Semi-terrestrial systems contain humipedon more or less related to environments rich in water. At first the peaty's were distinguished from the more mineral ones, then those with a more or less prolonged duration of the submersion cycle from those that had an hourly cycle linked to the tides. The latter are also generally saltier than the former.
Fens and Moors.
Figure 4. Semiterrestrial Humus Systems. In these environments there are hygrophilous plants and the rather organic matrix is generally dark. The figure shows the von Post scale which indicates the degree of decomposition of the vegetation in the humipedon horizons; this scale is low when the plant components are almost intact and visible, it becomes 10 when they have become dark soil. An easy way to distinguish the three main organic horizons is to squeeze a fistful of material: if clean water comes out, HF (little or not decomposed plant material von Post from 1 to 3); dirty water comes out, HM (von Post from 4 to 7); no water comes out but paste-soil if wet, HS (von post from 8 to 10). "Ana" (typical in Anmoor) is an organo-mineral diagnostic horizon, a paste similar to HS but with an organic carbon content ≤ 20%. Passing from left to right on the figure, we go towards increasingly submerged environments. To know more about these humipedons, refer to :
The Aqueous are still and strangely little studied. They would be very interesting because they correspond to the shallow edges of rivers, lakes, seas, oceans and tidal zones. They are the result of interaction with the remains and activities of aquatic microorganisms, animals and plants. They are different from Histic because they are more mineral, generally salty and with a clearer distinction between humipedons asphyxiated or periodically ventilated over the course of a day. They are certainly interesting for those who keep fish or crustaceans or aquatic animals in general. Basics of classification here:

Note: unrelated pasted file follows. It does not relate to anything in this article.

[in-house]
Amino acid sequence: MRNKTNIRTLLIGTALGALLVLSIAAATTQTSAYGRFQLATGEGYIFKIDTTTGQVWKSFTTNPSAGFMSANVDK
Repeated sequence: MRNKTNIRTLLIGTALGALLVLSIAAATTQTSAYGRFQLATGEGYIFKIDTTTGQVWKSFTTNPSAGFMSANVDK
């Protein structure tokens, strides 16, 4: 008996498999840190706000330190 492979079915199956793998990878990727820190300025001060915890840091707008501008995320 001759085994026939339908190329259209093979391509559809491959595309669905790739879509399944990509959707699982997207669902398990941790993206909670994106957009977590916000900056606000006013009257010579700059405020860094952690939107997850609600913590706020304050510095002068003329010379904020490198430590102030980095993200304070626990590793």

The study of Para systems is not accidental. It is impossible to understand other humus systems without first observing what happens when they are young or different from the standard ones. The normal growth series of humus systems is this: few and invisible microorganisms on any substrate (they are called microbial films; growing, they become Anaero or Archaeo or Crusto in our classification, depending on the environment in which they generate; later they become Bryo, then Rhizo, ending in Terrestrestrial, or Semiterrestrial, or Aqueous systems (or Anthropogenic). If you look at them on Figure 5, you will find that you have already seen them somewhere. Other examples, here:
Figure 5. Para humus systems, in column from left to right, examples of Crusto, Bryo, Rhizo, Ligno, Anaero (A1,A2), and Archeo (A3).
Humans use humipedons to live (Figure 6). To produce the food we need, we change the vegetation cover by planting species of our own taste. In general, this turns all pre-existing natural humipedons into Agro Mull (or Agro Anmoor). A Rhizo Mull (Rhizo superimposed on Mull system) is found in all graminaceous environments more or less grazed. Humipedons can also be completely artificial (Techno humus systems), as may be landfills, waste, concrete, compost heaps, even hydroponic solutions.
Figure 6. Agro Anthropogenic humus systems. a) and b): comparing natural and anthropogenic soil structures. Right part, homemade compost production (above), or direct and surface distribution of ground leaf and wood, to nourish the soil. To know more, please refer to:
If this is the big picture, and if you want to cover the whole planet, this is just the beginning of the adventure. All the bottoms and seabeds of the world are missing (oceans, seas, lakes and rivers).
Organic soils such as peat are now considered humipedons by many soil scientists, we do not know what sense it makes to classify them considering only the first 40 cm, with the reason that this depth is the most interesting for humans. They are generally deeper and can reach depths of meters. They are generally deeper and can reach depths of meters. They also occur in areas that are thawing as a result of global warming, and we know little about how they will evolve. The frozen humipedons have not been classified.
We are far from having understood the morpho-functional difference between Mulls built by earthworms, compared to those built by other animals, such as larvae, crustaceans ... We do not yet have a list of animals, plants and microorganisms to associate with each humus system. DNA analyzes that have become much more affordable could help a lot in this type of research.
And the Para systems: they are a completely unexplored mine and of undoubted biological, ecological and economic interests. We presented them as systems, but humus forms could be created at will (that's why we stopped the classification at the level of system). Message to young people: life came from the soil (probably a very liquid soil); to understand the soil is to know ourselves.